Tuesday, 19 July 2022 11:26

Life as an intern

Written by Hannah McCall


“Everyone, say hello to the new intern and introduce yourself.”

It feels like the first day of school all over again. It is the night before and you are planning your outfit, imagining all the different ways this could go. “Will everyone treat me like I am a kid or an equal? Do I address them as mister or miss? Or just by their first name?” These are all the thoughts that run through your mind as you begin your new journey.

You’re overthinking. Don’t get me wrong: It feels like the first day of school, but it’s all nerves. So, relax. As the days go on, others around the office will introduce themselves. You will soon figure your way around and no one will be able to distinguish you from being an intern or full-time employee unless they look closely at your badge.

My name is Hannah McCall, and this is my second year interning with the City of Houston through the Hire Houston Youth program. This year, I am working with the Human Resources Department’s communications division. For this to be my second time with the program, you could say that I do enjoy it. 

My experience both times has been filled with knowledge and creativity. It is nothing like I would have thought. Usually when people hear “City of Houston,” you begin to think of government officials, seriousness, all work, and no play.

“How does it feel being an intern?” 

Being an intern feels no different than being an employee in some ways. No one treats me differently. Honestly, I feel like my department trusts me and gives me a lot of opportunities to learn, grow and experience new things. I can step outside of my comfort zone, and everyone cheers me on. Sometimes you can get inside of your head and not give yourself enough credit because you are “just an intern.”

When I begin to second-guess myself, they will ask me, “What are your reservations about this?” or, “You should try it, if it doesn’t work, so what? We can try again or do something different.” That alone makes me change my mind and say, “You’re right, I’ll try it.” More times than not, the results are just fine.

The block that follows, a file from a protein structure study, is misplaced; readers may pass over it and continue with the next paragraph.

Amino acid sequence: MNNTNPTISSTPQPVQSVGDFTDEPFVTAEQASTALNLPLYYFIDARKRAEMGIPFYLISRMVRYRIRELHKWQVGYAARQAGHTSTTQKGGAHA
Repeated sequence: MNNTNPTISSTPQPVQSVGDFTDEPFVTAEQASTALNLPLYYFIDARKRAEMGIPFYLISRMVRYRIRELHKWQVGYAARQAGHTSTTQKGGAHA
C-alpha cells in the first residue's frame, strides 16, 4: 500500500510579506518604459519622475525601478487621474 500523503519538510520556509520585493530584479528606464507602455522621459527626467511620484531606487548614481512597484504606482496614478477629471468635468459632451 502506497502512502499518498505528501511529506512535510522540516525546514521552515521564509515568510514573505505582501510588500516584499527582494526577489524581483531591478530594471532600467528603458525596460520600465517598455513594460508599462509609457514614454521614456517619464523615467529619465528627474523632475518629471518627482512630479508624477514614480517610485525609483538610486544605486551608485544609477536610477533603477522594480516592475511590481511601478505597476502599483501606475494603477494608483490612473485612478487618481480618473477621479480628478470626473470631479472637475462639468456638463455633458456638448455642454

“What advice would you give to other interns?”

The advice I would give to other interns is that it’s just that — an internship. The point is to try out different things and see what you enjoy. Please do not take it so seriously. Step outside of the box, try something new, and speak up. You might be the youngest there or the newest, but don’t let that silence you. Do not be scared to make mistakes; more times than not the mistake is fixable. Lastly, have enough confidence in yourself because if you don’t then no one else will.

“What do you enjoy about the internship?”

What I enjoy about the internship is how welcoming everyone is. No one singles me out; they include me in a lot of things. Everyone speaks whenever you walk by. A simple “hello” or “good morning” makes a difference. 

Also, no one micromanages me; they just let me be. That is extremely important to me in any job because I do not want to be treated like a child. If someone feels the need to micromanage you, they feel as though you cannot do the job at hand. For the most part, everyone is relaxed and to themselves. When it’s time to go to work, I do not dread going, like how many other people feel about their job. Those are the things that make me want to continue to come back.

“What do you not like about the internship?”

The only thing I don’t like is the rate of pay, but at least I am getting paid. You can look beyond that when you get to do something that you enjoy. Sometimes you just must be grateful because interns sometimes do not get paid at all. The pros outweigh the cons in this situation. Other than that, my experience has been nothing short of enjoyable, and I would do it again.


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